chooses to cease providing such alerts, either in whole or in part, its subscribers may terminate their
subscription without penalty or early termination fee.
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14. Section 10.280 is amended by revising the section heading to read as follows:
§ 10.280 Subscribers' right to opt out of WEA notifications.
*****
15. Section 10.320 by revising paragraphs (c) and (f)(1) to read as follows:
§ 10.320 Provider alert gateway requirements.
*****
(c)Security. The CMS provider gateway must support standardized IP-based security mechanisms
such as a firewall, and support the defined WEA “C” interface and associated protocols between the
Federal alert gateway and the CMS provider gateway.
*****
(f) ***
(1) The information must be provided 30 days in advance of the date when the CMS provider
begins to transmit WEA alerts.
*****
16. Section 10.340 is amended by revising it to read as follows:
§ 10.340 Digital television transmission towers retransmission capability.
Licensees and permittees of noncommercial educational broadcast television stations (NCE) or
public broadcast television stations (to the extent such stations fall within the scope of those terms as
defined in section 397(6) of the Communications Act of 1934 (47 U.S.C. 397(6))) are required to
install on, or as part of, any broadcast television digital signal transmitter, equipment to enable the
distribution of geographically targeted alerts by commercial mobile service providers that have
elected to transmit WEA alerts. Such equipment and technologies must have the capability of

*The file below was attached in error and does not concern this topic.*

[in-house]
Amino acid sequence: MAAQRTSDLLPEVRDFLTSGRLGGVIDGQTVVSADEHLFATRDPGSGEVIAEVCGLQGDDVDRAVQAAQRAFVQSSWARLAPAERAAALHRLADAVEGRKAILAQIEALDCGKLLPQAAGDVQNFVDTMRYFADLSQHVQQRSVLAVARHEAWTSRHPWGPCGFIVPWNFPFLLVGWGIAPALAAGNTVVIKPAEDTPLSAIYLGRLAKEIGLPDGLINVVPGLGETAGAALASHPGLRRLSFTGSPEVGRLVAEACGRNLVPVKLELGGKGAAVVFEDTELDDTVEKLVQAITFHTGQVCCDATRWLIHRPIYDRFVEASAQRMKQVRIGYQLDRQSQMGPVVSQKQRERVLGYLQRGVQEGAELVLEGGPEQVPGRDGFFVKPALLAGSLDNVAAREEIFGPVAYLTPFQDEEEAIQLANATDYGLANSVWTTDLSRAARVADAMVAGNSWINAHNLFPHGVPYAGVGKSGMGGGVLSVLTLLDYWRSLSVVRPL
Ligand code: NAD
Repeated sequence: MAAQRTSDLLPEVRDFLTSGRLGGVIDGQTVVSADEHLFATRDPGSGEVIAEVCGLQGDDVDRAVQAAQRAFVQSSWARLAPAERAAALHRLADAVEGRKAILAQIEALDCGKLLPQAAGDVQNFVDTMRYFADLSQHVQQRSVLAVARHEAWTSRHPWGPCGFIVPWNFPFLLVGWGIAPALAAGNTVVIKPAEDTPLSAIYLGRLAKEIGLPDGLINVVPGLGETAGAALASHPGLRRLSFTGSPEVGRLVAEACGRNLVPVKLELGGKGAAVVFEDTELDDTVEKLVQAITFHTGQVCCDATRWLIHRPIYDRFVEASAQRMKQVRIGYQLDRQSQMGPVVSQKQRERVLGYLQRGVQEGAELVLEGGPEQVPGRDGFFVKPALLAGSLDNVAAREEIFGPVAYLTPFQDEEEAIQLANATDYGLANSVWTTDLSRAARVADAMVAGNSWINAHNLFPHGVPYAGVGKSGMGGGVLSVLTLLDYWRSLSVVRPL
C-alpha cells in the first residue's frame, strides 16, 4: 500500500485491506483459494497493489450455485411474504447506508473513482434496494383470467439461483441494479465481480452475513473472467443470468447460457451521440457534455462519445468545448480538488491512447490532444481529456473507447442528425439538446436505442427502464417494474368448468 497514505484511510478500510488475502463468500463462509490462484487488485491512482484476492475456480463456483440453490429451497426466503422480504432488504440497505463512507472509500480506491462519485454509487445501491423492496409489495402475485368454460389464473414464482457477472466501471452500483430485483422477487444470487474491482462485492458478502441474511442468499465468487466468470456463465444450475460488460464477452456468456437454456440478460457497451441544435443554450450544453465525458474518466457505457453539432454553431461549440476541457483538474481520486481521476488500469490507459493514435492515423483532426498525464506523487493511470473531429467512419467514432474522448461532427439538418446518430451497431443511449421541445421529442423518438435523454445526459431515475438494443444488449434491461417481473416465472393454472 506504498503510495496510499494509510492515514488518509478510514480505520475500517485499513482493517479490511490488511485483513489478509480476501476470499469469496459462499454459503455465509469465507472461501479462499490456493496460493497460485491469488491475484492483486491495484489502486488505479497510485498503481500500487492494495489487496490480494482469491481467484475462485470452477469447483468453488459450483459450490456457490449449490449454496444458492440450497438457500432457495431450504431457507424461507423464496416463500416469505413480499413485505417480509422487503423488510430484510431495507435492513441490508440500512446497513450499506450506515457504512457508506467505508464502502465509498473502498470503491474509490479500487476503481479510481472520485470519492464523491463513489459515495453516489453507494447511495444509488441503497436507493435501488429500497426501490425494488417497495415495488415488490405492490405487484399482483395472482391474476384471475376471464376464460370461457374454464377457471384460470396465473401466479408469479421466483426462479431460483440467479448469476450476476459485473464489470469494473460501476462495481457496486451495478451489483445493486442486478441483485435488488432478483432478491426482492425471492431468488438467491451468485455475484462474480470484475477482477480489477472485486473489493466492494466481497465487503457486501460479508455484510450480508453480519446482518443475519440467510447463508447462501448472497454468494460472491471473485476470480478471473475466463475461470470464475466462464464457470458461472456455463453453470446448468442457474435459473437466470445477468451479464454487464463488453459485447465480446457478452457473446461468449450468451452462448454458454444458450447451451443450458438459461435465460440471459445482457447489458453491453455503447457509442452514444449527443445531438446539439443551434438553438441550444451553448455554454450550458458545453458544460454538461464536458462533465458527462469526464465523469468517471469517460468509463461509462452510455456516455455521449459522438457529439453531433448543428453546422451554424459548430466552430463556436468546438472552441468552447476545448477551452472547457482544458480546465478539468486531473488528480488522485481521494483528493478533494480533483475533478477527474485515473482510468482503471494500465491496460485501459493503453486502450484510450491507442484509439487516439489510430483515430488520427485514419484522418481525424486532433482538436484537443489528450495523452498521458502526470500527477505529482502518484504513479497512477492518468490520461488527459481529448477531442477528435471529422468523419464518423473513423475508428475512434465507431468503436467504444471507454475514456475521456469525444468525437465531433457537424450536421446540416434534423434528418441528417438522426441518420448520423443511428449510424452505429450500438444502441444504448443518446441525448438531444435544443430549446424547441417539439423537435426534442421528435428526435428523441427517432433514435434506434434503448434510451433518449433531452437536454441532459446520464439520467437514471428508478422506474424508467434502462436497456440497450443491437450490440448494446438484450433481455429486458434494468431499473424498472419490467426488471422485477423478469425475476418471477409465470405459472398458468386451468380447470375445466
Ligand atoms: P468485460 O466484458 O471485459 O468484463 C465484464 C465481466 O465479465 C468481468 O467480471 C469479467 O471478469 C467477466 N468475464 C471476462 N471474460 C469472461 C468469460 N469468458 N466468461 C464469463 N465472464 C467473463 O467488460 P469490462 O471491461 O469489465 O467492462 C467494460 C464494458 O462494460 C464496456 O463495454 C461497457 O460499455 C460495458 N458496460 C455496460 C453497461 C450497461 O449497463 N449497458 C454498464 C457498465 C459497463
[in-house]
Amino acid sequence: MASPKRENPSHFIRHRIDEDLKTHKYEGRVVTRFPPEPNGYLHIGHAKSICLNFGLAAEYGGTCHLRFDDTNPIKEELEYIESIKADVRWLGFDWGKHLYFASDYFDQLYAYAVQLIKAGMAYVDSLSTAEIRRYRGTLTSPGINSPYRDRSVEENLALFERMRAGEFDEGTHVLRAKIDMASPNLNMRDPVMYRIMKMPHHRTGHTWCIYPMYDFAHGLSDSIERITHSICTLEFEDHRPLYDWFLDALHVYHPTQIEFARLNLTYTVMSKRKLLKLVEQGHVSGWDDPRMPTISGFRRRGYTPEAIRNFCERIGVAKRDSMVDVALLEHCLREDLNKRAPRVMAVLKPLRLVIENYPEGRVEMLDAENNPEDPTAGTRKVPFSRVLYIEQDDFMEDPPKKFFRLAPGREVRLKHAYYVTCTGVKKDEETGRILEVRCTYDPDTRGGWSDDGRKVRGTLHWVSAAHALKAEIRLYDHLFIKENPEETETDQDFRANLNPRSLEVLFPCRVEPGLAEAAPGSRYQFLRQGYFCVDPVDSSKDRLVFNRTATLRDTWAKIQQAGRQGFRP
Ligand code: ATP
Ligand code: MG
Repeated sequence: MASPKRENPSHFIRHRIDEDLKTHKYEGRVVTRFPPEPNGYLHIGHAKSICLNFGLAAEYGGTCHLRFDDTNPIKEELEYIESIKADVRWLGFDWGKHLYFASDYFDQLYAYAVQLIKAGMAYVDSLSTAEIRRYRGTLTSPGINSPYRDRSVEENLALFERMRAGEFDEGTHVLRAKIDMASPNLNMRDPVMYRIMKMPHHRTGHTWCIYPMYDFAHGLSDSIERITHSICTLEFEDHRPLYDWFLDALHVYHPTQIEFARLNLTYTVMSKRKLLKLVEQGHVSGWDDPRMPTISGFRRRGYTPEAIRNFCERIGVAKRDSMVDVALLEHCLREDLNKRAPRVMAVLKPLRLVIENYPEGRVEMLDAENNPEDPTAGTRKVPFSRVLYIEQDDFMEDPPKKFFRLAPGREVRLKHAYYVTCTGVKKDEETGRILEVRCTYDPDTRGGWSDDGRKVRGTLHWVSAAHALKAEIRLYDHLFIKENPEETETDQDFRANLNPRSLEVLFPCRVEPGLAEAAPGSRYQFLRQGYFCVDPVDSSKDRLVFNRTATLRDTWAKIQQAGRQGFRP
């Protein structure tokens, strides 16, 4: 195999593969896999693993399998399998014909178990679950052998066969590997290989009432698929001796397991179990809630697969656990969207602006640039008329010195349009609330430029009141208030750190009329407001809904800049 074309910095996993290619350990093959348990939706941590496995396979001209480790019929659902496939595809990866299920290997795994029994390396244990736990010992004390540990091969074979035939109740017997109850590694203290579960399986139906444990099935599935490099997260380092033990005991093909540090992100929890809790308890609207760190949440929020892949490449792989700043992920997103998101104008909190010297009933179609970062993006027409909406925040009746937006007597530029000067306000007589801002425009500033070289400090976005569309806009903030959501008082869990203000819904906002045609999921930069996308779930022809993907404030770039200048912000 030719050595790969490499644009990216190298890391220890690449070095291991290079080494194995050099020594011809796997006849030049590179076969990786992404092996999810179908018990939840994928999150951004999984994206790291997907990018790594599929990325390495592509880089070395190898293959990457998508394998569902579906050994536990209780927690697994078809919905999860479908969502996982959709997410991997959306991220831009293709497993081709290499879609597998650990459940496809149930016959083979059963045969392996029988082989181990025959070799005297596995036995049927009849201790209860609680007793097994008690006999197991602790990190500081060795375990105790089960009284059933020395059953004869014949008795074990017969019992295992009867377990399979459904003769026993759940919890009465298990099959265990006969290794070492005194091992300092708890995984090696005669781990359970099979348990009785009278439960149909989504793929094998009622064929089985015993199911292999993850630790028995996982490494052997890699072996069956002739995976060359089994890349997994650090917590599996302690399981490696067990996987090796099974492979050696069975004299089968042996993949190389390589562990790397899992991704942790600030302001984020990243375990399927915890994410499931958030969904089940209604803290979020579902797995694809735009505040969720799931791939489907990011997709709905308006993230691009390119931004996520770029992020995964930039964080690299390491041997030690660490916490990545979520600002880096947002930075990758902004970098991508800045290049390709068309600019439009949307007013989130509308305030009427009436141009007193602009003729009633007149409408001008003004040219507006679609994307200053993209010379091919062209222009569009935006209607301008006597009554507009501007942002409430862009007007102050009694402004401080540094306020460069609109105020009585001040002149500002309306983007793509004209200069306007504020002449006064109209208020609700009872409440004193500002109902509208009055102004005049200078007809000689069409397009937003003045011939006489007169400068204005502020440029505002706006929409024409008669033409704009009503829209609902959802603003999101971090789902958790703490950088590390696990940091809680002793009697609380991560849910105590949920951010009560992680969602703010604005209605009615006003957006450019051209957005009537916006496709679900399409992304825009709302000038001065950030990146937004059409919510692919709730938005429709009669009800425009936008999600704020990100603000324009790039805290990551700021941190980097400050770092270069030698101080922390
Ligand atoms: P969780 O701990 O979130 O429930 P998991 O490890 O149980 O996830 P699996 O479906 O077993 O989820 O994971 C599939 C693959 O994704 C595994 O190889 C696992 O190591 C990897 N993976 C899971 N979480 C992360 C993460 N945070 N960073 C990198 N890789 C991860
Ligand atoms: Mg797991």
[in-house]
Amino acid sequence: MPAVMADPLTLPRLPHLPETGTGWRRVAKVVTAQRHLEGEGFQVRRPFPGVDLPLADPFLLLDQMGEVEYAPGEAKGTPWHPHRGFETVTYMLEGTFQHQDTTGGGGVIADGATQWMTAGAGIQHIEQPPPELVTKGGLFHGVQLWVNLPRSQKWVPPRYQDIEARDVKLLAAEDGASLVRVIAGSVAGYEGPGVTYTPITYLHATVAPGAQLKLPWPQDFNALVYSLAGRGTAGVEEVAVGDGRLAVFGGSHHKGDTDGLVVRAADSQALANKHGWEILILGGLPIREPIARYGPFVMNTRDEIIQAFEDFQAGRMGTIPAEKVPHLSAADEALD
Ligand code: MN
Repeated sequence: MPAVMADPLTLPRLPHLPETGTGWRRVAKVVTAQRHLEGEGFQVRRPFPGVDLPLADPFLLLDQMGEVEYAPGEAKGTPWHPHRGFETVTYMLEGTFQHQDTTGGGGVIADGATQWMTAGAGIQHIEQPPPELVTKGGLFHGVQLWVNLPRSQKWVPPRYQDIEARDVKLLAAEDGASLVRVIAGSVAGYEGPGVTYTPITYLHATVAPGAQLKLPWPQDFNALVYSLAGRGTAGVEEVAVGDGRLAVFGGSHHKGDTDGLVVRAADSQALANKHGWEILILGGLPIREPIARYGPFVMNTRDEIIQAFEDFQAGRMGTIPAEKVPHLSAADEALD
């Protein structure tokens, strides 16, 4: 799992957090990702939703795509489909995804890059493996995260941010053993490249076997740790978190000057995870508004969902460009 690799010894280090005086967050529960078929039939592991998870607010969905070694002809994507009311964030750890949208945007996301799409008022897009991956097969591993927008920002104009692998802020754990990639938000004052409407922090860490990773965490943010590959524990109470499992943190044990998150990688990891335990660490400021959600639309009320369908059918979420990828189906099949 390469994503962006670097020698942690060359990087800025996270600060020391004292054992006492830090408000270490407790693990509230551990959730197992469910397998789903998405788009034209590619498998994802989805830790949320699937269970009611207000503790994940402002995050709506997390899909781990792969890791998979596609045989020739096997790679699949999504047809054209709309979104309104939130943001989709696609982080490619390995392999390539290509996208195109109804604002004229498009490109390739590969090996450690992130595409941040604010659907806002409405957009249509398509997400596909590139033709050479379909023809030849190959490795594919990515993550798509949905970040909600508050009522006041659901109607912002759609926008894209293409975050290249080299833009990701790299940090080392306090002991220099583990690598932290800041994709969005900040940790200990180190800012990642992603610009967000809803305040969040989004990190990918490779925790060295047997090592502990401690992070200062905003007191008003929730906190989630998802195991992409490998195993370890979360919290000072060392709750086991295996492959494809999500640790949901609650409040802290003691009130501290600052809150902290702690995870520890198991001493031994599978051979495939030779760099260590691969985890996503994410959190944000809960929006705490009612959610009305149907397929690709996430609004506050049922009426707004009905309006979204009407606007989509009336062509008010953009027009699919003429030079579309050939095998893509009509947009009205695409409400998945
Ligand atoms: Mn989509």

allowing licensees and permittees of NCE and public broadcast television stations to receive WEA
alerts from the Alert Gateway over an alternate, secure interface and then to transmit such WEA alerts
to CMS Provider Gateways of participating CMS providers. This equipment must be installed no later
than eighteen months from the date of receipt of funding permitted under section 606(b) of the
WARN Act or 18 months from the effective date of these rules, whichever is later.
17. Section 10.350 is amended by revising the section heading, introduction, and paragraphs (a)(1) and
(a)(4) to read as follows:
§ 10.350 WEA Testing requirements.
This section specifies the testing that will be required, no later than the date of deployment of the
WEA, of WEA components.
(a) Required monthly tests. Testing of the WEA from the Federal Alert Gateway to each
Participating CMS Provider's infrastructure shall be conducted monthly.
(1) ***
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(2) Participating CMS Providers shall schedule the distribution of the RMT to their WEA